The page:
Japan's golden boy Kitajima rules out retirement
Japan's Kosuke Kitajima competes in the men's 200m breaststroke semi-finals during the London Olympic Games, on July 31, 2012 - by Fabrice Coffrini
"For the time being I won't be retiring," the 31-year-old told reporters after failing to make Sunday's 200 metres breaststroke final at the Japan Open. "I know you would like me to say I am."
The 31-year-old in 2008 became the first man to do the 100 and 200 metres breaststroke double at two Olympics, but after also missing out in the 100 in the Tokyo event, his future was immediately plunged into doubt.
"I haven't been taking it flat out this season and last," Kitajima told Japan's Nikkan Sports after 22-year-old Yasuhiro Koseki completed the double in both events.
"It's about how to approach swimming in a serious way, but I'm not retiring. I will have to begin training earlier (next season) and start from scratch."
But Kitajima did admit he could not go on forever.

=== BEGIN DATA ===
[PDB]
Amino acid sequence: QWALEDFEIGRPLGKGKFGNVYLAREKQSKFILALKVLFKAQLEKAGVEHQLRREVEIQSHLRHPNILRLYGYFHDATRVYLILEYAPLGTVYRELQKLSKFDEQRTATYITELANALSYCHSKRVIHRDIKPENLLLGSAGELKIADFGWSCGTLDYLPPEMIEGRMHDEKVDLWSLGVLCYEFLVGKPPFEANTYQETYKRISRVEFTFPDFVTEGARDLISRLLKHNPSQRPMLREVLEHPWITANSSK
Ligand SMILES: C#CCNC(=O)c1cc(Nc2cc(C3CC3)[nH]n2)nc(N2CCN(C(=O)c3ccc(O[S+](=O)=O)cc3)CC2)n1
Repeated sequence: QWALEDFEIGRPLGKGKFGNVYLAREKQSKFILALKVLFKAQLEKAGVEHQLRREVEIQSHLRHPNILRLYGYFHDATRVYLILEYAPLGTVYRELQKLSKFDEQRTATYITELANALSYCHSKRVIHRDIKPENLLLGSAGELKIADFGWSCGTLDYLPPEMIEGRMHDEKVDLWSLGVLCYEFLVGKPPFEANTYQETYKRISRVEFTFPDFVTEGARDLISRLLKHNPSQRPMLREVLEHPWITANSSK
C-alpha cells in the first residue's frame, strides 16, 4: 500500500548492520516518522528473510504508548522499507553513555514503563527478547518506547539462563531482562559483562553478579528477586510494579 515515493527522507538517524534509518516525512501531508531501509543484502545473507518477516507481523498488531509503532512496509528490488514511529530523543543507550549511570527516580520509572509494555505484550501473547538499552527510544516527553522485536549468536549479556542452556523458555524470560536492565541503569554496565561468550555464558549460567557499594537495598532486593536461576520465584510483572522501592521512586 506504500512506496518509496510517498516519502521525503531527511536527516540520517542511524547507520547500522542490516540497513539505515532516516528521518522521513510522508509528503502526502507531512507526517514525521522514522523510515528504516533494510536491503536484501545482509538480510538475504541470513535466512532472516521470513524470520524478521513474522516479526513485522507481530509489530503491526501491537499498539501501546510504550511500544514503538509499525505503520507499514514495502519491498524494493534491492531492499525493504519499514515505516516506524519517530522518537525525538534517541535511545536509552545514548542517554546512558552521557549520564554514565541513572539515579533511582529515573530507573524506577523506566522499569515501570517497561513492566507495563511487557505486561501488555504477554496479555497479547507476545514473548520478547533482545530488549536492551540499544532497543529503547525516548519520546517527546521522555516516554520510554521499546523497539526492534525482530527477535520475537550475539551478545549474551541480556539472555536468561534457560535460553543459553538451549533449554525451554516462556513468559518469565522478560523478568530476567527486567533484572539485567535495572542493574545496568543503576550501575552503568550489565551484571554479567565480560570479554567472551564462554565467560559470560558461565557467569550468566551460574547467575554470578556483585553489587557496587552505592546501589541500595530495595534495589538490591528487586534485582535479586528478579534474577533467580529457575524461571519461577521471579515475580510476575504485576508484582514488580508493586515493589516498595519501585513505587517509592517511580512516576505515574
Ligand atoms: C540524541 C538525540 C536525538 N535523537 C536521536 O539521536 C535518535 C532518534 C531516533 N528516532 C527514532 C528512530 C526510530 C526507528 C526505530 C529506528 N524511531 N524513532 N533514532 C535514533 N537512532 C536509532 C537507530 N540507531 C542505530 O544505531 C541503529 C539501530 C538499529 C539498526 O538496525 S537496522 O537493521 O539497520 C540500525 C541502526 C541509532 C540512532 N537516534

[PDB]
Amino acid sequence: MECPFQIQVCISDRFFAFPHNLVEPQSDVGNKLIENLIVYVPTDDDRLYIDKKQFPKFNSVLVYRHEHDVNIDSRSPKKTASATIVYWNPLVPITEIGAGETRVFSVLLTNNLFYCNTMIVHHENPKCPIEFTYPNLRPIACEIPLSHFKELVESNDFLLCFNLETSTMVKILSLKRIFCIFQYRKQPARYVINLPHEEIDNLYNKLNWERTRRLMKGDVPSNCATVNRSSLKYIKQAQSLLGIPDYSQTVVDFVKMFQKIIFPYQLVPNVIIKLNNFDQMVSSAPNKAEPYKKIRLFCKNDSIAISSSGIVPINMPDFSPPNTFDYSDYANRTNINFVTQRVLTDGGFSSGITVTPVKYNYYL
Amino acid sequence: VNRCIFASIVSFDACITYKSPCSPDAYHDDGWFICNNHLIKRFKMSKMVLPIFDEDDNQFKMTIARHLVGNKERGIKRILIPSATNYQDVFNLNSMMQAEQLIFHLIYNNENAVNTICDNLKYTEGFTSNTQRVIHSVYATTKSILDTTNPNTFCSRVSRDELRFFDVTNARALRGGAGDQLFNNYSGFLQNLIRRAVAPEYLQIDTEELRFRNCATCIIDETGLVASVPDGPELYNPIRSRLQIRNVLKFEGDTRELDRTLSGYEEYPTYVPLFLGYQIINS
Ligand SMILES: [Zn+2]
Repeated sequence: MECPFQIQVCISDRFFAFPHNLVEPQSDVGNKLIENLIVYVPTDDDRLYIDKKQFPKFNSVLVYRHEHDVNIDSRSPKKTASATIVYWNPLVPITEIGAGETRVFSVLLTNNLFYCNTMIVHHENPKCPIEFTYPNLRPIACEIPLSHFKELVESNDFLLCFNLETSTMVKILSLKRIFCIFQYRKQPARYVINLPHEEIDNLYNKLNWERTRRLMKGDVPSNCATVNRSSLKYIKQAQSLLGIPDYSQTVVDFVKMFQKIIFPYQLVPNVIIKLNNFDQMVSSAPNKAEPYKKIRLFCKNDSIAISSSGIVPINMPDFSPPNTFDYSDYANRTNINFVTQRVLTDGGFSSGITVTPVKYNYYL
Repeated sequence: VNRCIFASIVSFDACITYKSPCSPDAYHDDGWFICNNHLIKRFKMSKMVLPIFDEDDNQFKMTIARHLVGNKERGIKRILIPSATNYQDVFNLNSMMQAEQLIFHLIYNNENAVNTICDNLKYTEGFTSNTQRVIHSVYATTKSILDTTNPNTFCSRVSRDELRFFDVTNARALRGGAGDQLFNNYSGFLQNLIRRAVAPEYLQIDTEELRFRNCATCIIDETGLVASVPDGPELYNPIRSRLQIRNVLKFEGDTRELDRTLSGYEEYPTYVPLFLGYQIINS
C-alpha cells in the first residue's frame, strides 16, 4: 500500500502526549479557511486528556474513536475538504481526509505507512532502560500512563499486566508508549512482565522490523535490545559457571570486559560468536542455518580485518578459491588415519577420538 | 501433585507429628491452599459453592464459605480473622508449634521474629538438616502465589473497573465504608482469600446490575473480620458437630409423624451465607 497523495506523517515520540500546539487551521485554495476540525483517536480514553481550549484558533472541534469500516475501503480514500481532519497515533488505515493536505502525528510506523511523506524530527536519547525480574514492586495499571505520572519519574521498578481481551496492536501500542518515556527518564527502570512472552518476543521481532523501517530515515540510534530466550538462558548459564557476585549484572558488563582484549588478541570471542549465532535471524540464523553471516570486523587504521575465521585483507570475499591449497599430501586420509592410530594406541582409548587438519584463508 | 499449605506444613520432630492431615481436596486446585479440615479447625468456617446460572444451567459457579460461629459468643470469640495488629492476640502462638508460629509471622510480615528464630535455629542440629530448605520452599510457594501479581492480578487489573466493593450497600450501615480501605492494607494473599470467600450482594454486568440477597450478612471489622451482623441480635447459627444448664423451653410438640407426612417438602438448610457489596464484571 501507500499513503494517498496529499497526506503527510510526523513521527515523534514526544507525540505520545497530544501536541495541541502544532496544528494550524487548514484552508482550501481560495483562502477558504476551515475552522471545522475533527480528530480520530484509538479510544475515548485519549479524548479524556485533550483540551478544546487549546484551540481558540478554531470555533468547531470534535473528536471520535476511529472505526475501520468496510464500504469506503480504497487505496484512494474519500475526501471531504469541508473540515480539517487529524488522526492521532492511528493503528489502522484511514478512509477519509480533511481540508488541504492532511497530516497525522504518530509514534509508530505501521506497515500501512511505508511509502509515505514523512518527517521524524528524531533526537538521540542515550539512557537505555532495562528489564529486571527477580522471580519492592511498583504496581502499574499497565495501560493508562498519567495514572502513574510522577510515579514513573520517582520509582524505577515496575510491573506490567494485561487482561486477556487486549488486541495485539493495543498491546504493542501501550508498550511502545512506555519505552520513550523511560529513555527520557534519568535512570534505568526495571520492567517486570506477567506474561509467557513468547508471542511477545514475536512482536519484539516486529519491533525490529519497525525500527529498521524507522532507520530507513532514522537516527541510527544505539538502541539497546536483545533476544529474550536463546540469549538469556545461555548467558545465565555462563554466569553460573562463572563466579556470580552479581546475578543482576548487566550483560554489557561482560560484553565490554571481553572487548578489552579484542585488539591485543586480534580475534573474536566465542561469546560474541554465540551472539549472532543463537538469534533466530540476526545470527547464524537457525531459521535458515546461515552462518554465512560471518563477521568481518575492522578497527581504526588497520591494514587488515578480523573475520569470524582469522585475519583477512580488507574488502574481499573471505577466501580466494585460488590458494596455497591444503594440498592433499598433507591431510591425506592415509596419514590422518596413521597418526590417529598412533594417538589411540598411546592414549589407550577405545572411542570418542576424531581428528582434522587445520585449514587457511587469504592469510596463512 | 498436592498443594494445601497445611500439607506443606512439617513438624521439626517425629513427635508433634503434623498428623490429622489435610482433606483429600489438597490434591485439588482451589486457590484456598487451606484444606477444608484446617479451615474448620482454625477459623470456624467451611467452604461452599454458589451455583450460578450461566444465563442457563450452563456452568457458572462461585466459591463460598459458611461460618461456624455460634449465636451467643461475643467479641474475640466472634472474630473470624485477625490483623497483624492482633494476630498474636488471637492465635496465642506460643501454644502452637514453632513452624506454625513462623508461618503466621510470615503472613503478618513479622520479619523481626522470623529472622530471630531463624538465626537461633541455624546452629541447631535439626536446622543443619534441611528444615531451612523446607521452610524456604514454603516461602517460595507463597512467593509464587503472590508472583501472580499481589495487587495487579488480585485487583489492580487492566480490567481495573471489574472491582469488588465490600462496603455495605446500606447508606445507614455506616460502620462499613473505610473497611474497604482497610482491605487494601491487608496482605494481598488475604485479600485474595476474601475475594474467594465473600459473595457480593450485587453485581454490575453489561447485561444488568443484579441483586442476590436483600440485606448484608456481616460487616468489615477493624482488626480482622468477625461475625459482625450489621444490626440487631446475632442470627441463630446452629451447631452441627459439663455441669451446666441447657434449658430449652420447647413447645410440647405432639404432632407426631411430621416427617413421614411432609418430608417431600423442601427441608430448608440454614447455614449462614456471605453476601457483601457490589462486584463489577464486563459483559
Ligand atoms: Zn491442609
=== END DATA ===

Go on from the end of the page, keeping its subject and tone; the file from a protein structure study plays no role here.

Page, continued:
"Time's running out," he was quoted as saying by local media on Monday.
Koseki, who overpowered 200 metres world record holder Akihiro Yamaguchi to win Sunday's four-lap race, grew up idolising Kitajima, watching videos of his golden doubles at the 2004 Athens and 2008 Beijing Olympics.
But Japanese media were already turning the page on one of the country's most successful athletes, referring to the "Post Kitajima" era and hailing the muscular Koseki, who stands 188-centimetre (6 foot 2) tall, as a "jumbo".
Kitajima insisted he would return, but Japan's most-decorated swimmer still had the grace to give the young pretender some advice after Thursday's 100 metres, telling him: "You can swim faster, give it everything in the 200 too."
After failing to make the cut for Japan's team at August's Pan Pacific competition in Gold Coast and the Asian Games in Incheon, which begin in September, Kitajima said he needed go back to the drawing board.
Kitajima's success and rise to fame in Japan is the stuff of legends, spending lengthy spells in an oxygen chamber as he battled a string of injuries to peak at successive Olympics.
As Japan's media hailed Koseki -- who spent his formative years studying Kitajima's stroke and famed leg kick -- the former king promised he was not done.
"The world and Olympic titles are both very attractive," said Kitajima. "That won't change. I've already done it though, so there is that inner conflict."
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